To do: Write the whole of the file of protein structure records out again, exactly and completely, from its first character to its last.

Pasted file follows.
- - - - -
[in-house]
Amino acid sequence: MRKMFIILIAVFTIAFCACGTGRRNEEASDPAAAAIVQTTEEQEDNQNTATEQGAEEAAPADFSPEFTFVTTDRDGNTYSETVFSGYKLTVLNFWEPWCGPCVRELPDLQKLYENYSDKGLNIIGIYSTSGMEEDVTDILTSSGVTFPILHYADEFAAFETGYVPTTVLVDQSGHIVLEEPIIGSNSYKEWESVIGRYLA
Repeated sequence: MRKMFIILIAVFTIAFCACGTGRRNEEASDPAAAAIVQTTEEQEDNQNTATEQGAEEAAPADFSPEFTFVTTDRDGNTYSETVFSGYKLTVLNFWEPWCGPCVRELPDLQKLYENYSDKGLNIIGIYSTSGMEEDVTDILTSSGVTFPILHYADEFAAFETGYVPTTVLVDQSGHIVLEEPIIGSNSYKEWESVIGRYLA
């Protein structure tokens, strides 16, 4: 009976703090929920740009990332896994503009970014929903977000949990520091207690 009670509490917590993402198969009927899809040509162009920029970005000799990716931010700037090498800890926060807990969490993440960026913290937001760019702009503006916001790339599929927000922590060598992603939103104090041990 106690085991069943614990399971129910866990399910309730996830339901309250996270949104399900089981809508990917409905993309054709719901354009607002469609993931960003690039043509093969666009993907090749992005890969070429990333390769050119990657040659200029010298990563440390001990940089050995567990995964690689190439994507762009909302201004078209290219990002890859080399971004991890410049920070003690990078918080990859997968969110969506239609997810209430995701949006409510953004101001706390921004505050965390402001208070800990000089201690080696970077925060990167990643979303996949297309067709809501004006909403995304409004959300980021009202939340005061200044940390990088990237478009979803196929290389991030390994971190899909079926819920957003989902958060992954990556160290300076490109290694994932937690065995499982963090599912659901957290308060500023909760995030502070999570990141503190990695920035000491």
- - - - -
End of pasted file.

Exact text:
[in-house]
Amino acid sequence: MRKMFIILIAVFTIAFCACGTGRRNEEASDPAAAAIVQTTEEQEDNQNTATEQGAEEAAPADFSPEFTFVTTDRDGNTYSETVFSGYKLTVLNFWEPWCGPCVRELPDLQKLYENYSDKGLNIIGIYSTSGMEEDVTDILTSSGVTFPILHYADEFAAFETGYVPTTVLVDQSGHIVLEEPIIGSNSYKEWESVIGRYLA
Repeated sequence: MRKMFIILIAVFTIAFCACGTGRRNEEASDPAAAAIVQTTEEQEDNQNTATEQGAEEAAPADFSPEFTFVTTDRDGNTYSETVFSGYKLTVLNFWEPWCGPCVRELPDLQKLYENYSDKGLNIIGIYSTSGMEEDVTDILTSSGVTFPILHYADEFAAFETGYVPTTVLVDQSGHIVLEEPIIGSNSYKEWESVIGRYLA
């Protein structure tokens, strides 16, 4: 009976703090929920740009990332896994503009970014929903977000949990520091207690 009670509490917590993402198969009927899809040509162009920029970005000799990716931010700037090498800890926060807990969490993440960026913290937001760019702009503006916001790339599929927000922590060598992603939103104090041990 106690085991069943614990399971129910866990399910309730996830339901309250996270949104399900089981809508990917409905993309054709719901354009607002469609993931960003690039043509093969666009993907090749992005890969070429990333390769050119990657040659200029010298990563440390001990940089050995567990995964690689190439994507762009909302201004078209290219990002890859080399971004991890410049920070003690990078918080990859997968969110969506239609997810209430995701949006409510953004101001706390921004505050965390402001208070800990000089201690080696970077925060990167990643979303996949297309067709809501004006909403995304409004959300980021009202939340005061200044940390990088990237478009979803196929290389991030390994971190899909079926819920957003989902958060992954990556160290300076490109290694994932937690065995499982963090599912659901957290308060500023909760995030502070999570990141503190990695920035000491």